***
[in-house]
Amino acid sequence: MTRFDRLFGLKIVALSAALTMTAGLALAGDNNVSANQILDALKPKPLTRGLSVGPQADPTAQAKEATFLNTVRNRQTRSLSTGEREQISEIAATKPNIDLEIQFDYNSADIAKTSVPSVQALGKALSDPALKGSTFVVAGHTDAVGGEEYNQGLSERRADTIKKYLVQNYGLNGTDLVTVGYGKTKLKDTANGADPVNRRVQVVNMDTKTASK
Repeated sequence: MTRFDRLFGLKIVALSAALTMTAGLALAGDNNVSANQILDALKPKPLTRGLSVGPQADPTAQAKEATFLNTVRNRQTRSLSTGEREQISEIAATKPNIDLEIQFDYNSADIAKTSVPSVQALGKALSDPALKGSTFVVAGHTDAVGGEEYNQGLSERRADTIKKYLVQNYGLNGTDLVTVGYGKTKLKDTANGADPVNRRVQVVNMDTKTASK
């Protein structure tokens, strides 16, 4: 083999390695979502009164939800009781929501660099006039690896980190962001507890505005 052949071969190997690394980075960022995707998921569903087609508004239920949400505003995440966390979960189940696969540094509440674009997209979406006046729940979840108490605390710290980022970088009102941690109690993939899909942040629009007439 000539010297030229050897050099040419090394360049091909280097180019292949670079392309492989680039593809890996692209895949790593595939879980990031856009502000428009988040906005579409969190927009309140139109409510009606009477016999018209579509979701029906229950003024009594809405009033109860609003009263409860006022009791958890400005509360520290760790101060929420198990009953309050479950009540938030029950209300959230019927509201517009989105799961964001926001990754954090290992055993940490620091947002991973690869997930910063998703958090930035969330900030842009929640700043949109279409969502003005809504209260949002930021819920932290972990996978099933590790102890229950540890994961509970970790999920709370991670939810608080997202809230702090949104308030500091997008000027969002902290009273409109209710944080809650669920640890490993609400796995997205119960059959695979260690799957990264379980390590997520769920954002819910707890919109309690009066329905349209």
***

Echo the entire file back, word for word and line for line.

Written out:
[in-house]
Amino acid sequence: MTRFDRLFGLKIVALSAALTMTAGLALAGDNNVSANQILDALKPKPLTRGLSVGPQADPTAQAKEATFLNTVRNRQTRSLSTGEREQISEIAATKPNIDLEIQFDYNSADIAKTSVPSVQALGKALSDPALKGSTFVVAGHTDAVGGEEYNQGLSERRADTIKKYLVQNYGLNGTDLVTVGYGKTKLKDTANGADPVNRRVQVVNMDTKTASK
Repeated sequence: MTRFDRLFGLKIVALSAALTMTAGLALAGDNNVSANQILDALKPKPLTRGLSVGPQADPTAQAKEATFLNTVRNRQTRSLSTGEREQISEIAATKPNIDLEIQFDYNSADIAKTSVPSVQALGKALSDPALKGSTFVVAGHTDAVGGEEYNQGLSERRADTIKKYLVQNYGLNGTDLVTVGYGKTKLKDTANGADPVNRRVQVVNMDTKTASK
């Protein structure tokens, strides 16, 4: 083999390695979502009164939800009781929501660099006039690896980190962001507890505005 052949071969190997690394980075960022995707998921569903087609508004239920949400505003995440966390979960189940696969540094509440674009997209979406006046729940979840108490605390710290980022970088009102941690109690993939899909942040629009007439 000539010297030229050897050099040419090394360049091909280097180019292949670079392309492989680039593809890996692209895949790593595939879980990031856009502000428009988040906005579409969190927009309140139109409510009606009477016999018209579509979701029906229950003024009594809405009033109860609003009263409860006022009791958890400005509360520290760790101060929420198990009953309050479950009540938030029950209300959230019927509201517009989105799961964001926001990754954090290992055993940490620091947002991973690869997930910063998703958090930035969330900030842009929640700043949109279409969502003005809504209260949002930021819920932290972990996978099933590790102890229950540890994961509970970790999920709370991670939810608080997202809230702090949104308030500091997008000027969002902290009273409109209710944080809650669920640890490993609400796995997205119960059959695979260690799957990264379980390590997520769920954002819910707890919109309690009066329905349209």